bz5con7g“Receiving the German Design Award is a great success for us! We pay great attention to detail in the construction of our 3D printers 
including their design. This award shows us that functionality and appealing design do not have to exclude one another in industrial production.”
René Gurka, CEO

 

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BigRep and NOWlab

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As part of our dedication for design and innovation BigRep has presented at the 3D PRINTSHOW in Berlin the first artist collaboration with NOWlab architects Daniel Büning and Jörg Petri. The project is one of many collaboration with artists, architects and designers that BigRep is developing this year.

The original design is called the „ATLAS” Stool, it is the consequence of a deep admiration of the natural forces that shape the tectonics of mountain chains and their respective valleys and mountain peaks.

In an additive process material is added over time in a layer by layer manner, resulting in different height plateaus that can consist out of multiple matter. Therefore a cross-section of those topographic textures reveals the stratification (layered arrangement) of different materials over time.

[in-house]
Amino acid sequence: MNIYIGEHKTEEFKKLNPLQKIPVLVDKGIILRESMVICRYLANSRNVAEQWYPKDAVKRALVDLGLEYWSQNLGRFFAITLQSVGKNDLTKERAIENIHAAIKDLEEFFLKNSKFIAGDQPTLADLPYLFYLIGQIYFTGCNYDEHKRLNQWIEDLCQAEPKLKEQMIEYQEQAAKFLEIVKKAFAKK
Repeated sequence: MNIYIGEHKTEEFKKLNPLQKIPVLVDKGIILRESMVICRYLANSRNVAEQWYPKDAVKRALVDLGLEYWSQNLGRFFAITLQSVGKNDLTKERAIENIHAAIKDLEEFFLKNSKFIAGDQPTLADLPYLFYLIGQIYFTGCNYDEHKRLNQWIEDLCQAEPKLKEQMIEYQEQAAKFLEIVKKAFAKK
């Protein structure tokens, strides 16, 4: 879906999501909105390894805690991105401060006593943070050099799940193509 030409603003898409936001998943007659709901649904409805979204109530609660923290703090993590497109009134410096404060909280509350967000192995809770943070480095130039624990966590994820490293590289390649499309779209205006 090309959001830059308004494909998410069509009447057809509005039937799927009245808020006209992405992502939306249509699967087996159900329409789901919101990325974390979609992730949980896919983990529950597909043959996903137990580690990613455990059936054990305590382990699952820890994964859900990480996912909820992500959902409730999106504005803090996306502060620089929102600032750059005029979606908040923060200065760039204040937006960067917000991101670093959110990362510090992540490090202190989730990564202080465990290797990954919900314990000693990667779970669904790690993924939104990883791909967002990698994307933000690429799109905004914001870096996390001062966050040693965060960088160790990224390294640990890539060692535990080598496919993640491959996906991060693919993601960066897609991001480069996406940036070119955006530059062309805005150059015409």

The design process of the ATLAS stool is therefore under the explicit consideration and awareness of the above described geological phenomena. The typical layering procedure of the additive manufacturing process is here utilized in combination with a set of different materials to accentuate and underline the distinctiveness of the stools bottom view.

In this design case the typical characteristic of the FDM-manufacturing technology is therefore directly in cooperated into the design philosophy of the piece and underlines the uniqueness of its resulting silhouette.